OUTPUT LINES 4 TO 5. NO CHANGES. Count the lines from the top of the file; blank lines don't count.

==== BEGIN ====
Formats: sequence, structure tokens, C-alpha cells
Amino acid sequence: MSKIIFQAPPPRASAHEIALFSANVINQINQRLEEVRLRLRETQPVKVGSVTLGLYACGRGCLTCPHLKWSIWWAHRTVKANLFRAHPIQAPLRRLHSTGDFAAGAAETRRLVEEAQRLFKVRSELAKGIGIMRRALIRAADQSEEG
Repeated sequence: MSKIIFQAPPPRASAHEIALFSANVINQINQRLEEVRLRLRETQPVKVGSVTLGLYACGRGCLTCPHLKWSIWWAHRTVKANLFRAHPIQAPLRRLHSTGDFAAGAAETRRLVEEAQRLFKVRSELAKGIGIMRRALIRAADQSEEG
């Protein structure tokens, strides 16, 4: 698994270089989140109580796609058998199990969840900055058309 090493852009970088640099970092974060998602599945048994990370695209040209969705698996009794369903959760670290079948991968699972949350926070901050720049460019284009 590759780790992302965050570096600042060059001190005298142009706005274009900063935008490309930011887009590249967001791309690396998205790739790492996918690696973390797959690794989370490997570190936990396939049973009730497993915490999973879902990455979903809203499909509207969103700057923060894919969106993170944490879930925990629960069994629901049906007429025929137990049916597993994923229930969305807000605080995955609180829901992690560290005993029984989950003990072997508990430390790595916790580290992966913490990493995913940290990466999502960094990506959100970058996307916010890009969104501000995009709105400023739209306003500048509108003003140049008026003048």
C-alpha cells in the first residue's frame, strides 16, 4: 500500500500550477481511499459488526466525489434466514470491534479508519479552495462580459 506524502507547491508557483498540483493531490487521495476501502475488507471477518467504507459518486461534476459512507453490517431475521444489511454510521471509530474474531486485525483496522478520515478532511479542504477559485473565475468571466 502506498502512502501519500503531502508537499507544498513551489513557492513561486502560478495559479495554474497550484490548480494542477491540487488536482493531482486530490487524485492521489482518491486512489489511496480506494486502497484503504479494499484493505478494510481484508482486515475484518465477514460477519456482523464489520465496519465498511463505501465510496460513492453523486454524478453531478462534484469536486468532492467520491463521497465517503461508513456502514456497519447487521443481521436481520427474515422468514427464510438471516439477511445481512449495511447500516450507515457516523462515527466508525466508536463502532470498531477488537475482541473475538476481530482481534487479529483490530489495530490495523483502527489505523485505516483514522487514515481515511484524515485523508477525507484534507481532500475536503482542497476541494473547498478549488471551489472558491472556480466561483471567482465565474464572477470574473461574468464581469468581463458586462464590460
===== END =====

């Protein structure tokens, strides 16, 4: 698994270089989140109580796609058998199990969840900055058309 090493852009970088640099970092974060998602599945048994990370695209040209969705698996009794369903959760670290079948991968699972949350926070901050720049460019284009 590759780790992302965050570096600042060059001190005298142009706005274009900063935008490309930011887009590249967001791309690396998205790739790492996918690696973390797959690794989370490997570190936990396939049973009730497993915490999973879902990455979903809203499909509207969103700057923060894919969106993170944490879930925990629960069994629901049906007429025929137990049916597993994923229930969305807000605080995955609180829901992690560290005993029984989950003990072997508990430390790595916790580290992966913490990493995913940290990466999502960094990506959100970058996307916010890009969104501000995009709105400023739209306003500048509108003003140049008026003048």
C-alpha cells in the first residue's frame, strides 16, 4: 500500500500550477481511499459488526466525489434466514470491534479508519479552495462580459 506524502507547491508557483498540483493531490487521495476501502475488507471477518467504507459518486461534476459512507453490517431475521444489511454510521471509530474474531486485525483496522478520515478532511479542504477559485473565475468571466 502506498502512502501519500503531502508537499507544498513551489513557492513561486502560478495559479495554474497550484490548480494542477491540487488536482493531482486530490487524485492521489482518491486512489489511496480506494486502497484503504479494499484493505478494510481484508482486515475484518465477514460477519456482523464489520465496519465498511463505501465510496460513492453523486454524478453531478462534484469536486468532492467520491463521497465517503461508513456502514456497519447487521443481521436481520427474515422468514427464510438471516439477511445481512449495511447500516450507515457516523462515527466508525466508536463502532470498531477488537475482541473475538476481530482481534487479529483490530489495530490495523483502527489505523485505516483514522487514515481515511484524515485523508477525507484534507481532500475536503482542497476541494473547498478549488471551489472558491472556480466561483471567482465565474464572477470574473461574468464581469468581463458586462464590460